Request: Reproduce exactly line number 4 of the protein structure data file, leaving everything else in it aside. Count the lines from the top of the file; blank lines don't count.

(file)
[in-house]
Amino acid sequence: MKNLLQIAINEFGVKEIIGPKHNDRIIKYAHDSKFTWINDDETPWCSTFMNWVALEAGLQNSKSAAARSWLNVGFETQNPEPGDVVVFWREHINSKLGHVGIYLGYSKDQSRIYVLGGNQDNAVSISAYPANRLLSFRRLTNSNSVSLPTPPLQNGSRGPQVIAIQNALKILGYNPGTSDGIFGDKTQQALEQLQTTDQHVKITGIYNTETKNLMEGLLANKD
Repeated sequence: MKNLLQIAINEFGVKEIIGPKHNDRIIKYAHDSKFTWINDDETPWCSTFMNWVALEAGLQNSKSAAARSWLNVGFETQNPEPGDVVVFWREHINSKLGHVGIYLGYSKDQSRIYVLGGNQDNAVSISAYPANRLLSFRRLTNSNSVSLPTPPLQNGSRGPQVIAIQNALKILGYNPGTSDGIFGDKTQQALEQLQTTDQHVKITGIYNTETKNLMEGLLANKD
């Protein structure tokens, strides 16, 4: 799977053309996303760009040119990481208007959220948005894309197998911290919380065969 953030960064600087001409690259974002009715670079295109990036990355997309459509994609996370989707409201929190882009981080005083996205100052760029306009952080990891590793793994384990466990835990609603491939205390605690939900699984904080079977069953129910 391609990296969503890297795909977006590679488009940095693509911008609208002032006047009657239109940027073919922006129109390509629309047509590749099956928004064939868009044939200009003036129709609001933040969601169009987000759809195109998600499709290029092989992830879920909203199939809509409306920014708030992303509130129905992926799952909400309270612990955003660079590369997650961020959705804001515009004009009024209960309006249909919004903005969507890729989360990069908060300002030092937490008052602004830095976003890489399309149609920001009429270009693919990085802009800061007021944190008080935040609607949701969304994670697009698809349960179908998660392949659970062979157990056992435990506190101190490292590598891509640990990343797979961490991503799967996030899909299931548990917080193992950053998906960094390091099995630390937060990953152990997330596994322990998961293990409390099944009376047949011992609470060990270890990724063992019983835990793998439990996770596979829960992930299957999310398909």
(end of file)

């Protein structure tokens, strides 16, 4: 799977053309996303760009040119990481208007959220948005894309197998911290919380065969 953030960064600087001409690259974002009715670079295109990036990355997309459509994609996370989707409201929190882009981080005083996205100052760029306009952080990891590793793994384990466990835990609603491939205390605690939900699984904080079977069953129910 391609990296969503890297795909977006590679488009940095693509911008609208002032006047009657239109940027073919922006129109390509629309047509590749099956928004064939868009044939200009003036129709609001933040969601169009987000759809195109998600499709290029092989992830879920909203199939809509409306920014708030992303509130129905992926799952909400309270612990955003660079590369997650961020959705804001515009004009009024209960309006249909919004903005969507890729989360990069908060300002030092937490008052602004830095976003890489399309149609920001009429270009693919990085802009800061007021944190008080935040609607949701969304994670697009698809349960179908998660392949659970062979157990056992435990506190101190490292590598891509640990990343797979961490991503799967996030899909299931548990917080193992950053998906960094390091099995630390937060990953152990997330596994322990998961293990409390099944009376047949011992609470060990270890990724063992019983835990793998439990996770596979829960992930299957999310398909």